13 Things to Keep In Mind As your Child With ASD Enters Adolesence

Autism and adolescence: each on their own can be interesting and challenging, to say the least. Together, they form a volatile mix that can arouse daily anxiety in even the most prepared adult. If you live with or work with a pre-teenwith an autism spectrum diagnosis, attention to the following 13 points can help you and your child navigate those years a little more smoothly. One caveat: it doesn’t matter the functioning level of your child with autism or Asperger’s; everything here applies. You’ll work them out differently depending upon his or her cognitive, emotional and/or communication abilities, but don’t overlook them, thinking they don’t relate to you child. They do!

  1. Noncompliance: it may not be autism, it may be adolescence. Whether or not they have autism, there’s a definite ‘shift’ in behavior and personality when children turn into teenagers. Wanting your attention changes to wanting their independence. For kids on the spectrum, this behavior change may look like non-compliance; they don’t follow through on your requests as before. But it’s actually a normal part of their development, entirely aside from their autism. As a parent it’s important to support your teen as he struggles to become his own person, and even though it may be hard to appreciate, this is a positive development. After years of being taught to do as he is told, your teen needs to start learning that it is acceptable at times to say ‘No,’ or he might find himself in dangerous situations with peers or others looking for an easy victim to prey upon.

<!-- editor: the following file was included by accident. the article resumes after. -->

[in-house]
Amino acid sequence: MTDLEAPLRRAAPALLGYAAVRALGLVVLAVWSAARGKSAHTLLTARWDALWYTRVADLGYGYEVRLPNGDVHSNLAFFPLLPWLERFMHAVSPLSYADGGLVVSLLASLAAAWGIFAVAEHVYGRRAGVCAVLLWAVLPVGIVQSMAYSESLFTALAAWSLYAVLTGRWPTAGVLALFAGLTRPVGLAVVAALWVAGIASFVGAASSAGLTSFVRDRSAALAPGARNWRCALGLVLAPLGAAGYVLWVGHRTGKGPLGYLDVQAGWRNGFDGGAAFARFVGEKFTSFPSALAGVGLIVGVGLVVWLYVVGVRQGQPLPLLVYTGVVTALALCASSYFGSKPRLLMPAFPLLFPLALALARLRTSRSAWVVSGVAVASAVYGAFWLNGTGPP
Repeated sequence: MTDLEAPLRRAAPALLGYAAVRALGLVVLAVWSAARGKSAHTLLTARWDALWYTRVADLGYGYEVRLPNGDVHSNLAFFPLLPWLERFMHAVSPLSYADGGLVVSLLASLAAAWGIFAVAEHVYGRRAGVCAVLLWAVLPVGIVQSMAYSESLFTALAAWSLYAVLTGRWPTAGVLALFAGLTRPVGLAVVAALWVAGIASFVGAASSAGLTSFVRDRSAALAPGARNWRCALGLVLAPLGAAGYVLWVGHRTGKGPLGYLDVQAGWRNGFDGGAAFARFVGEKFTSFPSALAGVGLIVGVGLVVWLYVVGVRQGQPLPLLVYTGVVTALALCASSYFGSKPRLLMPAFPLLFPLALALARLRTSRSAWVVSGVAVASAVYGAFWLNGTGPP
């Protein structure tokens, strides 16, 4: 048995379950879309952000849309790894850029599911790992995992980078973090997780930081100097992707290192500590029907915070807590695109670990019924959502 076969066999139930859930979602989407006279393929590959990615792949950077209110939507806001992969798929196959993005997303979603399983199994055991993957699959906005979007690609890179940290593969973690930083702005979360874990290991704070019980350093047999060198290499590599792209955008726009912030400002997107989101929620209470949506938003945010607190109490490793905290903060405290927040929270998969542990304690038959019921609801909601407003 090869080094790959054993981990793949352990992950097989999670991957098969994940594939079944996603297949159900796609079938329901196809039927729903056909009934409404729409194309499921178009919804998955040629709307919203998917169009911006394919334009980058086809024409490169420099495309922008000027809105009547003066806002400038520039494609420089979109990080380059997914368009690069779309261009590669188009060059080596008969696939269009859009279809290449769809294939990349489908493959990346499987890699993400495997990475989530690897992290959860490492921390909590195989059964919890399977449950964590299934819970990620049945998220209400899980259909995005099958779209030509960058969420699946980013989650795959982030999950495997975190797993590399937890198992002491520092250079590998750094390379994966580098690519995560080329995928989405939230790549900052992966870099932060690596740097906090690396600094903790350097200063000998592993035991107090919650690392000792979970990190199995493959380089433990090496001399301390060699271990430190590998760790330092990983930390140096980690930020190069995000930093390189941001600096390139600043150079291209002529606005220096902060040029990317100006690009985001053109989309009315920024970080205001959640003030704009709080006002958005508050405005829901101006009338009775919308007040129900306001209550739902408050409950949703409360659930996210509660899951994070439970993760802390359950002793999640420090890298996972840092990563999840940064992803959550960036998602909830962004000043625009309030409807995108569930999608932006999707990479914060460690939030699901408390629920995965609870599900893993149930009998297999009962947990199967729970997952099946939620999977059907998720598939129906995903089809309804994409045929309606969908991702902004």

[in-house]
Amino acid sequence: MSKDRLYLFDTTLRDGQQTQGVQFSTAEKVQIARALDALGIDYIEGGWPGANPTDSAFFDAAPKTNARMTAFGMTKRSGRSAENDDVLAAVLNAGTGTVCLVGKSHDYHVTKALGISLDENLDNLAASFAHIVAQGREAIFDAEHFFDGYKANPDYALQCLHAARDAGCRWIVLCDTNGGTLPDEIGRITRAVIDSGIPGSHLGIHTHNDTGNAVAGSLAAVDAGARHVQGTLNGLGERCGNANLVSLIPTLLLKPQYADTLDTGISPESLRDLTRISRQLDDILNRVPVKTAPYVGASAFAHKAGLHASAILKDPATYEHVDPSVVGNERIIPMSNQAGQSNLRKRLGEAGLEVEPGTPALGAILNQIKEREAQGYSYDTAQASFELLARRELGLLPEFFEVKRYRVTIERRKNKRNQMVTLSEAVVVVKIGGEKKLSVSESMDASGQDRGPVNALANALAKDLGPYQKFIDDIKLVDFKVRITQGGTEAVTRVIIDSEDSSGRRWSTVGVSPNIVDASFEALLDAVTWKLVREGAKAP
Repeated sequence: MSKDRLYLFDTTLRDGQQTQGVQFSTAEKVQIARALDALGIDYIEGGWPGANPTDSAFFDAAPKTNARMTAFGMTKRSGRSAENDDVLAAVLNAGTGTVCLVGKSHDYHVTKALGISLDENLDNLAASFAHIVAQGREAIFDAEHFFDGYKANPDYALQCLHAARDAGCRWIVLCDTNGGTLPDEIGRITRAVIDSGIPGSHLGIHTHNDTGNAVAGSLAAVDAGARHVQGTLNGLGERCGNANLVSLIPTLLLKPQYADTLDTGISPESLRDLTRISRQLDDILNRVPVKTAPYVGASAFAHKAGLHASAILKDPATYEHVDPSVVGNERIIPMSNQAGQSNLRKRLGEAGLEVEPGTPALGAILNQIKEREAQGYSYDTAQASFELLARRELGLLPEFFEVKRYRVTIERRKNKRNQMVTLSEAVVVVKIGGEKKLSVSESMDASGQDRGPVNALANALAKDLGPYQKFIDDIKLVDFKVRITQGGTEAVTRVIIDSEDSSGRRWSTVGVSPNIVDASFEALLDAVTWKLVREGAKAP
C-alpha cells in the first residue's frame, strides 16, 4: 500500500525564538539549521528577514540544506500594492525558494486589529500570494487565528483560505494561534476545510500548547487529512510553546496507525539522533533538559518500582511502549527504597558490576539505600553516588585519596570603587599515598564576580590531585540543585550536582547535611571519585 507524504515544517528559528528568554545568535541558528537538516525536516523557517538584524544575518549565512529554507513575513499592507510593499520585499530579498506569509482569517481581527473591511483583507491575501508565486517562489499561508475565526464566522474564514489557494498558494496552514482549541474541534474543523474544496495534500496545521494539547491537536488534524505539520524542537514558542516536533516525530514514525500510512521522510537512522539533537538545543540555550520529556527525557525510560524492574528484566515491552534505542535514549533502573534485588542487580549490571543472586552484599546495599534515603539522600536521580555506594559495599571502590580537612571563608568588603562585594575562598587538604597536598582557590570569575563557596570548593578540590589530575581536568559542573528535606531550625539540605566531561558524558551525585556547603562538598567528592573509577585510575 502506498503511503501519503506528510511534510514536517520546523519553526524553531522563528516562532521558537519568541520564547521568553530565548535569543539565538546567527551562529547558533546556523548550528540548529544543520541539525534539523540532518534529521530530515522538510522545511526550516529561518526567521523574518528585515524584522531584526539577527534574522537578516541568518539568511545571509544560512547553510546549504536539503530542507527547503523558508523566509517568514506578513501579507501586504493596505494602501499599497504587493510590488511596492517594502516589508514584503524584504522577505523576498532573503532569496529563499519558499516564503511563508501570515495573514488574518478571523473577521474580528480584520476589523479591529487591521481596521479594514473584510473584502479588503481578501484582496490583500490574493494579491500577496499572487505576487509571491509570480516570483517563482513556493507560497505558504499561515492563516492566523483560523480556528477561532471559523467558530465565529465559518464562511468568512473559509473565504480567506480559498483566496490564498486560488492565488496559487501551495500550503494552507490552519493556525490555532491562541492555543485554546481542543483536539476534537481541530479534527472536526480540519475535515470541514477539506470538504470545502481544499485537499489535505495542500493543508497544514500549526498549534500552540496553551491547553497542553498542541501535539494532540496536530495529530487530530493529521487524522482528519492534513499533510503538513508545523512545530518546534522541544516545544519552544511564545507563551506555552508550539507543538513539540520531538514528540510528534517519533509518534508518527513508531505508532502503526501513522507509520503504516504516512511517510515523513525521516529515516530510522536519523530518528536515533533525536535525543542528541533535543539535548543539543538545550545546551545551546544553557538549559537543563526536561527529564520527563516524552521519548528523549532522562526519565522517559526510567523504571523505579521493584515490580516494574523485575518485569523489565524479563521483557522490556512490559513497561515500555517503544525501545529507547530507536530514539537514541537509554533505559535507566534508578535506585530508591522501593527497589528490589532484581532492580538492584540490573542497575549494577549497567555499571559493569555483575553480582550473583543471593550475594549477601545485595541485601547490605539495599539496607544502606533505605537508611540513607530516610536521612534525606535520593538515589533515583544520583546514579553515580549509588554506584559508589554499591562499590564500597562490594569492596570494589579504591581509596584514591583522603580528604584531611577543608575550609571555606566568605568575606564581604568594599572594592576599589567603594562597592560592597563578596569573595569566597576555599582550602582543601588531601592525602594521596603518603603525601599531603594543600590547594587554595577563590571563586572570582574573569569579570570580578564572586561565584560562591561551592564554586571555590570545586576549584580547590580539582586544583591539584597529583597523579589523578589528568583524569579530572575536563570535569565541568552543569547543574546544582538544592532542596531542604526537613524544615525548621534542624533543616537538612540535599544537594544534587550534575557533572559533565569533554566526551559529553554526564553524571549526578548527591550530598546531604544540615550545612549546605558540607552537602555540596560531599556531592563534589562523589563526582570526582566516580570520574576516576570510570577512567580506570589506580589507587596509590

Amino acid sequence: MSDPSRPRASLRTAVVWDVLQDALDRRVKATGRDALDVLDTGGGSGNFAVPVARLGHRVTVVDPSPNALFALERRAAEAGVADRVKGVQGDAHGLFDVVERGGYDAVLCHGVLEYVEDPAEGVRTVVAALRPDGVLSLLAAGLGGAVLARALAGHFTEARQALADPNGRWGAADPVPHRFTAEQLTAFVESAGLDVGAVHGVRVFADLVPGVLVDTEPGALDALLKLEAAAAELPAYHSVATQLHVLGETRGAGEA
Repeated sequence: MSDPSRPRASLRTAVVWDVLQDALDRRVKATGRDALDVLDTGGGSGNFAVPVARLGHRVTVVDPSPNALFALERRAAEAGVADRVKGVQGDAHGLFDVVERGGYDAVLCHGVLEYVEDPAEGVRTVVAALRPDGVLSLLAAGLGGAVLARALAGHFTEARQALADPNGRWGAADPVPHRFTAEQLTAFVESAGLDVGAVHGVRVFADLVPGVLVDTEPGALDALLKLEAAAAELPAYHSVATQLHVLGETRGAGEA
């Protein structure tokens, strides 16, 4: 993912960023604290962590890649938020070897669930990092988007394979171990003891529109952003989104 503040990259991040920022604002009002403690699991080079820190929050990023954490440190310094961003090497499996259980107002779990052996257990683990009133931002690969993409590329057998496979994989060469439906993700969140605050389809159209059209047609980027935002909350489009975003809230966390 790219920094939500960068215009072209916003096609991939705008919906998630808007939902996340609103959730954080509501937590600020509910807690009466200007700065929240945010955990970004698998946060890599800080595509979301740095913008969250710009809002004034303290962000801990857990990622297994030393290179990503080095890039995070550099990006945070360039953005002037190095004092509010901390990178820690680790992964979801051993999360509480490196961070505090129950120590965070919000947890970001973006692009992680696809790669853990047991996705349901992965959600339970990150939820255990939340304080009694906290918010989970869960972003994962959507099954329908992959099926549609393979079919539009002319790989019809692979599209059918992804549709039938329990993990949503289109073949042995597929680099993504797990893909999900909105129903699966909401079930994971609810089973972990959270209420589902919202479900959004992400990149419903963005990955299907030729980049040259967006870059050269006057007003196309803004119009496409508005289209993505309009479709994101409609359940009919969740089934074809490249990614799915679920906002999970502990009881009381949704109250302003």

2. Teenagers need to learn to make their own choices. Giving choices to your growing teen will teach him about decision making and accepting the consequences of his choice (good and bad), as well as help him realize he will eventually have more control over his own life. This applies no matter what the functioning level of the child. Offer him choices, regularly, and abide by the choice he makes. Remember, as he gets older he will want and need to be more involved in his life and his transition planning. By letting him make choices now (within your parameters at first) you are teaching him valuable life skills.




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